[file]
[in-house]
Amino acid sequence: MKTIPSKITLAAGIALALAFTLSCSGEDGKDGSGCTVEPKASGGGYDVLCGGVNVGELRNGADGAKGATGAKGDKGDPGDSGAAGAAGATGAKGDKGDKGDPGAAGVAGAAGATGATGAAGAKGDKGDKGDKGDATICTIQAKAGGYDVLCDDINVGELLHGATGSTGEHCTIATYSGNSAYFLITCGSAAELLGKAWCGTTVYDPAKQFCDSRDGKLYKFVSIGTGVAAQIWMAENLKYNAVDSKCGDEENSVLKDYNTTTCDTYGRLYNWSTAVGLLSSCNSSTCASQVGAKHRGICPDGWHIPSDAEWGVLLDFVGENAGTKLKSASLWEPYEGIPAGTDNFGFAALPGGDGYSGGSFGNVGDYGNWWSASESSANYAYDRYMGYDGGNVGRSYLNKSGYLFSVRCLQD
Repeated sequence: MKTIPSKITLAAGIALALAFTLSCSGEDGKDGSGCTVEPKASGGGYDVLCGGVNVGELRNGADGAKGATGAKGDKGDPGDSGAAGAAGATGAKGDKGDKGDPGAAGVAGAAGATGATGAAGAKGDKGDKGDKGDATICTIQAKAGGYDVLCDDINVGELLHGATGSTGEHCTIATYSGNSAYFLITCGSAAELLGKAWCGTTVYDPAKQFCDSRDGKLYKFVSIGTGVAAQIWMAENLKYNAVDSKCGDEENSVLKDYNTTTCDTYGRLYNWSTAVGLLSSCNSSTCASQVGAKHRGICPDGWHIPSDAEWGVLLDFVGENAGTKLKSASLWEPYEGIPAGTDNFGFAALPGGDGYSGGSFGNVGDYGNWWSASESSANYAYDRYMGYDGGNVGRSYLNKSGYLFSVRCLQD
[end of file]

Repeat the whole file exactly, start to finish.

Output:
[in-house]
Amino acid sequence: MKTIPSKITLAAGIALALAFTLSCSGEDGKDGSGCTVEPKASGGGYDVLCGGVNVGELRNGADGAKGATGAKGDKGDPGDSGAAGAAGATGAKGDKGDKGDPGAAGVAGAAGATGATGAAGAKGDKGDKGDKGDATICTIQAKAGGYDVLCDDINVGELLHGATGSTGEHCTIATYSGNSAYFLITCGSAAELLGKAWCGTTVYDPAKQFCDSRDGKLYKFVSIGTGVAAQIWMAENLKYNAVDSKCGDEENSVLKDYNTTTCDTYGRLYNWSTAVGLLSSCNSSTCASQVGAKHRGICPDGWHIPSDAEWGVLLDFVGENAGTKLKSASLWEPYEGIPAGTDNFGFAALPGGDGYSGGSFGNVGDYGNWWSASESSANYAYDRYMGYDGGNVGRSYLNKSGYLFSVRCLQD
Repeated sequence: MKTIPSKITLAAGIALALAFTLSCSGEDGKDGSGCTVEPKASGGGYDVLCGGVNVGELRNGADGAKGATGAKGDKGDPGDSGAAGAAGATGAKGDKGDKGDPGAAGVAGAAGATGATGAAGAKGDKGDKGDKGDATICTIQAKAGGYDVLCDDINVGELLHGATGSTGEHCTIATYSGNSAYFLITCGSAAELLGKAWCGTTVYDPAKQFCDSRDGKLYKFVSIGTGVAAQIWMAENLKYNAVDSKCGDEENSVLKDYNTTTCDTYGRLYNWSTAVGLLSSCNSSTCASQVGAKHRGICPDGWHIPSDAEWGVLLDFVGENAGTKLKSASLWEPYEGIPAGTDNFGFAALPGGDGYSGGSFGNVGDYGNWWSASESSANYAYDRYMGYDGGNVGRSYLNKSGYLFSVRCLQD